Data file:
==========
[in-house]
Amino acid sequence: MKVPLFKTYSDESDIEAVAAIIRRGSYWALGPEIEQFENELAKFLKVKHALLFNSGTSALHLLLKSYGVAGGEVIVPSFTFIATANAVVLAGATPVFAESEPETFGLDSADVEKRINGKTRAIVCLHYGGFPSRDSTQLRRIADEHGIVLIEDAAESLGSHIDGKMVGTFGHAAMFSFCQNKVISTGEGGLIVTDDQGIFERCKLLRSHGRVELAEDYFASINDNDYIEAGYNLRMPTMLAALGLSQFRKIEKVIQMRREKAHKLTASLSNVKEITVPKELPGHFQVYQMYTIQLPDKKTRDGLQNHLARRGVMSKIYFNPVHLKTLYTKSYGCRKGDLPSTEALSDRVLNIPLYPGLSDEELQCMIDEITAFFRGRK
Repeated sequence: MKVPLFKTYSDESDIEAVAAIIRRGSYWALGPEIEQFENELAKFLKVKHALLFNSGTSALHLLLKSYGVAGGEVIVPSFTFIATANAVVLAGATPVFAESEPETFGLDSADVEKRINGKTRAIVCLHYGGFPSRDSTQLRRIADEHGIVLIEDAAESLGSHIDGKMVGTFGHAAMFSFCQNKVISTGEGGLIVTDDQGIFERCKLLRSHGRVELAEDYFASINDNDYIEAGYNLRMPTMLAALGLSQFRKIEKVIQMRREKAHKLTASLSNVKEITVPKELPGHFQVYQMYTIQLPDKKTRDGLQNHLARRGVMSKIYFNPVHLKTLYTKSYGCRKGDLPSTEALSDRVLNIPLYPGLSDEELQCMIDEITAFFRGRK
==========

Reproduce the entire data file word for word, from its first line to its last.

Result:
[in-house]
Amino acid sequence: MKVPLFKTYSDESDIEAVAAIIRRGSYWALGPEIEQFENELAKFLKVKHALLFNSGTSALHLLLKSYGVAGGEVIVPSFTFIATANAVVLAGATPVFAESEPETFGLDSADVEKRINGKTRAIVCLHYGGFPSRDSTQLRRIADEHGIVLIEDAAESLGSHIDGKMVGTFGHAAMFSFCQNKVISTGEGGLIVTDDQGIFERCKLLRSHGRVELAEDYFASINDNDYIEAGYNLRMPTMLAALGLSQFRKIEKVIQMRREKAHKLTASLSNVKEITVPKELPGHFQVYQMYTIQLPDKKTRDGLQNHLARRGVMSKIYFNPVHLKTLYTKSYGCRKGDLPSTEALSDRVLNIPLYPGLSDEELQCMIDEITAFFRGRK
Repeated sequence: MKVPLFKTYSDESDIEAVAAIIRRGSYWALGPEIEQFENELAKFLKVKHALLFNSGTSALHLLLKSYGVAGGEVIVPSFTFIATANAVVLAGATPVFAESEPETFGLDSADVEKRINGKTRAIVCLHYGGFPSRDSTQLRRIADEHGIVLIEDAAESLGSHIDGKMVGTFGHAAMFSFCQNKVISTGEGGLIVTDDQGIFERCKLLRSHGRVELAEDYFASINDNDYIEAGYNLRMPTMLAALGLSQFRKIEKVIQMRREKAHKLTASLSNVKEITVPKELPGHFQVYQMYTIQLPDKKTRDGLQNHLARRGVMSKIYFNPVHLKTLYTKSYGCRKGDLPSTEALSDRVLNIPLYPGLSDEELQCMIDEITAFFRGRK